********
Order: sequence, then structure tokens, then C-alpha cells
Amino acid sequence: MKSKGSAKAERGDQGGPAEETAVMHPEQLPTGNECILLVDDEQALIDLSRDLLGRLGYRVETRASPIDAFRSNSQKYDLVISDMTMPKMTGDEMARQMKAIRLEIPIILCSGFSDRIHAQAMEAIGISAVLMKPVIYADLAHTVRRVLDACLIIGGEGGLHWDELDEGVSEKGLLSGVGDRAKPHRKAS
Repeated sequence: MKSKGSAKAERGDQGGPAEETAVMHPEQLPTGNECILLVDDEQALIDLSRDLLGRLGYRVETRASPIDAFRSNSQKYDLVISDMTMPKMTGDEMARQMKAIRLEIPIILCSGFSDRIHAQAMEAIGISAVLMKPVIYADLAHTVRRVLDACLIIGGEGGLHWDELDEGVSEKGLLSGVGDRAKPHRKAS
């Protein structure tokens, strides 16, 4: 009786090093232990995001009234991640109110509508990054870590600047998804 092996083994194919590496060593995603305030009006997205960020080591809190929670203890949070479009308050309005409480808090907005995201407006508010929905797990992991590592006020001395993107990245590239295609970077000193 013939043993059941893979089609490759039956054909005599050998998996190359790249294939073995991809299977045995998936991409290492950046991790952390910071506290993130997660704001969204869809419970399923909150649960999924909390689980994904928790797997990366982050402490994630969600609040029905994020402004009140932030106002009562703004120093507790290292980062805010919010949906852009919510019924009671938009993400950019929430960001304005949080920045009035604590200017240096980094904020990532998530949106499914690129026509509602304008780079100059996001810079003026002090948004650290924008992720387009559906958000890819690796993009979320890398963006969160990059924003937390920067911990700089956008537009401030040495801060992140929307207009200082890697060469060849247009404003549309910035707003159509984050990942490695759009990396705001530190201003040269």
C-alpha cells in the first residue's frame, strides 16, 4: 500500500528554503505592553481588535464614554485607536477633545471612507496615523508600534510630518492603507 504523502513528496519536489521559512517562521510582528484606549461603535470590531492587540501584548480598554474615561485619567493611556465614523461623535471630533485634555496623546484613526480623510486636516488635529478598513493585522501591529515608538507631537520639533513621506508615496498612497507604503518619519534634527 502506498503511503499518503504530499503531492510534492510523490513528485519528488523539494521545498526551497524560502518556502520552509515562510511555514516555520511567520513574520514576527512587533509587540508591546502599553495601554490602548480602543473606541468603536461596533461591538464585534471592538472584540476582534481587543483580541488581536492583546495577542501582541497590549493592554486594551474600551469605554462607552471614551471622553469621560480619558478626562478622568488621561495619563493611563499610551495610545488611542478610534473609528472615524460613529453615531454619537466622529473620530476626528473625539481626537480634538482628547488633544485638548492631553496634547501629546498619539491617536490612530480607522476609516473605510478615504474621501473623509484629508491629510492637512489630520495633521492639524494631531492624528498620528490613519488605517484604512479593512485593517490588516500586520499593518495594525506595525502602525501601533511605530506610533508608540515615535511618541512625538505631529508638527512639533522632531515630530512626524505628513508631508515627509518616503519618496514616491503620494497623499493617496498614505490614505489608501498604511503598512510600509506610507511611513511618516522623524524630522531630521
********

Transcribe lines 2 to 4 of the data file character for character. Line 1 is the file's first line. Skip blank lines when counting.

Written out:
Amino acid sequence: MKSKGSAKAERGDQGGPAEETAVMHPEQLPTGNECILLVDDEQALIDLSRDLLGRLGYRVETRASPIDAFRSNSQKYDLVISDMTMPKMTGDEMARQMKAIRLEIPIILCSGFSDRIHAQAMEAIGISAVLMKPVIYADLAHTVRRVLDACLIIGGEGGLHWDELDEGVSEKGLLSGVGDRAKPHRKAS
Repeated sequence: MKSKGSAKAERGDQGGPAEETAVMHPEQLPTGNECILLVDDEQALIDLSRDLLGRLGYRVETRASPIDAFRSNSQKYDLVISDMTMPKMTGDEMARQMKAIRLEIPIILCSGFSDRIHAQAMEAIGISAVLMKPVIYADLAHTVRRVLDACLIIGGEGGLHWDELDEGVSEKGLLSGVGDRAKPHRKAS
């Protein structure tokens, strides 16, 4: 009786090093232990995001009234991640109110509508990054870590600047998804 092996083994194919590496060593995603305030009006997205960020080591809190929670203890949070479009308050309005409480808090907005995201407006508010929905797990992991590592006020001395993107990245590239295609970077000193 013939043993059941893979089609490759039956054909005599050998998996190359790249294939073995991809299977045995998936991409290492950046991790952390910071506290993130997660704001969204869809419970399923909150649960999924909390689980994904928790797997990366982050402490994630969600609040029905994020402004009140932030106002009562703004120093507790290292980062805010919010949906852009919510019924009671938009993400950019929430960001304005949080920045009035604590200017240096980094904020990532998530949106499914690129026509509602304008780079100059996001810079003026002090948004650290924008992720387009559906958000890819690796993009979320890398963006969160990059924003937390920067911990700089956008537009401030040495801060992140929307207009200082890697060469060849247009404003549309910035707003159509984050990942490695759009990396705001530190201003040269």